Charters Towers to Emerald
1st hour there were massively long potholes every where. Rain, rain and a cyclone meant the ground is soaked and then some. So the edges of the roads have been ripped to shreds by the duals on all the cattle trucks. Did I mention that it’s very green up here after all the rain?
Don’t plan on stopping anywhere between Bellyando and Charters Towers, because there aren’t any designated stopping areas. Bellyando only serves regular unleaded and diesel. The views coming across the edge of the tablelands from the west is quite special. Coming into Clermont there are just a series of potholes, no roads left to speak of. But one advantage of riding up here is that the thick air and long straights make for excellent economy.
Emerald is a clean town but everyone is walking around dressed in orange, bloody miners. P-platers in brand new HSV’s, Nippon Skylines & Toyota utes. Near the Nogoa River flood debris is high up in the buildings, but it’s all dry now.
Emerald Van Park only has single and double mattresses in their cabins. So if your 6ft or more, be prepared to curl up for the night. No biggy, as the cabin was clean and comfortable.
Another real danger for motorcyclists is the large number of heavy commercial vehicles traversing the highways. Whilst most drivers hate being tailgated, there is an ever present danger in riding close to a road train. Road trains have as many as four trailers, with three axles each, all with duals, plus the prime mover. You are riding behind a group of up to 58 tyres. Before we even get into the physics of it all; the speed of rotation, the force of impact, time to sight the obstacle, etc. Imagine if a tyres tread gets thrown up, over the front of the bike. No don’t that’s just scary.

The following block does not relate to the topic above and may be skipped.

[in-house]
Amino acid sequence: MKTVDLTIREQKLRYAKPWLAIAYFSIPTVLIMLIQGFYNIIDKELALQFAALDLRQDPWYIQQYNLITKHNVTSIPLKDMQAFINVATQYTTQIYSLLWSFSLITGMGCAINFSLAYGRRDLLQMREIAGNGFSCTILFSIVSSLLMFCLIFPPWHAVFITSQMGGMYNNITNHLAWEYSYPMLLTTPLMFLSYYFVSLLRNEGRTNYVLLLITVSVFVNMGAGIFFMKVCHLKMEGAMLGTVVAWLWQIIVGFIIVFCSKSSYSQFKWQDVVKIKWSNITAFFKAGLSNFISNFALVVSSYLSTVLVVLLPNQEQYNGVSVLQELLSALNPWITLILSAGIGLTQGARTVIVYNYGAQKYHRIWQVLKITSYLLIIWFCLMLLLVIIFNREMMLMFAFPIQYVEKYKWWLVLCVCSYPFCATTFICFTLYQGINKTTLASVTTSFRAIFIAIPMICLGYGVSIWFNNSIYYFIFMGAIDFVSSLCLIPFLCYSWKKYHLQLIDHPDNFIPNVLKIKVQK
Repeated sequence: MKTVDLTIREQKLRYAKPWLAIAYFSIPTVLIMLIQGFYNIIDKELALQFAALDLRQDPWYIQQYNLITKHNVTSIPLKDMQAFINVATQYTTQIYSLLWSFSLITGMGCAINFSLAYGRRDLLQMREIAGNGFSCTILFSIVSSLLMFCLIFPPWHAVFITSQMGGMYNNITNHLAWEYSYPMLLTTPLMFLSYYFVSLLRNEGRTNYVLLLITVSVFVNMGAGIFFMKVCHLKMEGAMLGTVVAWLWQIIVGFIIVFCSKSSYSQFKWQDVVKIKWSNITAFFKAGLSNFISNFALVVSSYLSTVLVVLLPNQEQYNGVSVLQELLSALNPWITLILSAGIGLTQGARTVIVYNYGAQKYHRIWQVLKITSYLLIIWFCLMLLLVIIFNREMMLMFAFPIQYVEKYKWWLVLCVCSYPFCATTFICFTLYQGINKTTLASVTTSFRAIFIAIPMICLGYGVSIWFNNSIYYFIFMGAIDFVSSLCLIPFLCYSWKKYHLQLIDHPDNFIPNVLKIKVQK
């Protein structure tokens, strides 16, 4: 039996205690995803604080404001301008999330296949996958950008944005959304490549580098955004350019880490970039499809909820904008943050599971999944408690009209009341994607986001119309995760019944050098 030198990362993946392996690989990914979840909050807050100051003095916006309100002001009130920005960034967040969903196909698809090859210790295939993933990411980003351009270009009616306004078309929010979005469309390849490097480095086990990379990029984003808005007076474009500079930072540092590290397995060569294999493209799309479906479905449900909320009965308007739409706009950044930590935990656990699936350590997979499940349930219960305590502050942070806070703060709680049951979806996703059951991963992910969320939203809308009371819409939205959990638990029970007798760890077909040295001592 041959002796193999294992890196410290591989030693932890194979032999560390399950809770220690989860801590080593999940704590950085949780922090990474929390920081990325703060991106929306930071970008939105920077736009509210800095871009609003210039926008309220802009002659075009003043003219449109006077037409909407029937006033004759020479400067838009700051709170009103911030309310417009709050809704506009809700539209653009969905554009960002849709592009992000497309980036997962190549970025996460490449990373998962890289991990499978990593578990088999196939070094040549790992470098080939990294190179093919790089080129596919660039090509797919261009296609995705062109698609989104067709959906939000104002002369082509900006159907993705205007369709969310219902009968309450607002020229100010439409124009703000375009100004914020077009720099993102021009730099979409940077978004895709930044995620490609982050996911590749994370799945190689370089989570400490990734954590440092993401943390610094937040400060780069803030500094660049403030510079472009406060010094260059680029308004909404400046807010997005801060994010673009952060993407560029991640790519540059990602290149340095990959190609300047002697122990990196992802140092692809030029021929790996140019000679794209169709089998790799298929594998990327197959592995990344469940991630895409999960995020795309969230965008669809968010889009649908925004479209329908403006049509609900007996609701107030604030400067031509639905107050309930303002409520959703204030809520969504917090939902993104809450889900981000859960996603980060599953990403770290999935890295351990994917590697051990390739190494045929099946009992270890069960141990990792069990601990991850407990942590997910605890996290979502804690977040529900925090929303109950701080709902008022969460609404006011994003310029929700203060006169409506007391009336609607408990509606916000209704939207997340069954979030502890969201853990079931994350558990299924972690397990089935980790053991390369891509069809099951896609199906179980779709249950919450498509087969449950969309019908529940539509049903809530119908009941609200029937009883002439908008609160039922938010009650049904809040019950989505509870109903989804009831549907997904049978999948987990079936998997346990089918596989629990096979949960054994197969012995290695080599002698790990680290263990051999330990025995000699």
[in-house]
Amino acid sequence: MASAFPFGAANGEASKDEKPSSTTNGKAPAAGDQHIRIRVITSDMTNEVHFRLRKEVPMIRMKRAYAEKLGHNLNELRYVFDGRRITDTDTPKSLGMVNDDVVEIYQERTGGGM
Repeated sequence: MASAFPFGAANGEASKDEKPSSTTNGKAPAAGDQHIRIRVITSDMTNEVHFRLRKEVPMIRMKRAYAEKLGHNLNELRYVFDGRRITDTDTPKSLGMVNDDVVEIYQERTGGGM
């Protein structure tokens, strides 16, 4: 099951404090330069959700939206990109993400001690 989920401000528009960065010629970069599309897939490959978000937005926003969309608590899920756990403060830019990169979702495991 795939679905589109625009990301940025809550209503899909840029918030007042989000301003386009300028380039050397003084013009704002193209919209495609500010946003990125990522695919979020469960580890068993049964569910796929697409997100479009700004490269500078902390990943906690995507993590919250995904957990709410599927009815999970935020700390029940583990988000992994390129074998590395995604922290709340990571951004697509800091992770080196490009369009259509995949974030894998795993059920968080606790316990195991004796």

Remember too; road trains don’t stop for blown tyres, kangaroos, wombats, camels, emus, etc. That plain ribbon of bitumen might change very quickly when following road trains on our highways. Ride safe by increasing that following distance and leaving plenty of room when passing. See you out there.
It seems that many tourists come to Australia and believe they can ride out to Ayers Rock from Sydney and be home for dinner. It just ain’t that easy down under. The incredible distances across, as well as up and down, this great nation mean you have to have an iron butt. Planning trips needs to be organised around fuel stops, because in remote locations there is only diesel fuel. But to the point …
Fatigue on motorcycles is of great concern to all riders. Two hours is the advertised ride time between breaks. Sometimes it will be longer between fuel stops. The heat, the flies, the wind, the flies, the pathetic roads, the flies, the glare of the sun and of course the flies, all add to the riders fatigue. Dehydration is a huge part of planning for a ride in regional and remote Australia. So I thought I’d point you in the direction of some riding wisdom regarding fatigue.
Farriders has an excellent technical article on all of the aspects of fatigue. Read it and implement its recommendations! Till next time, ride on.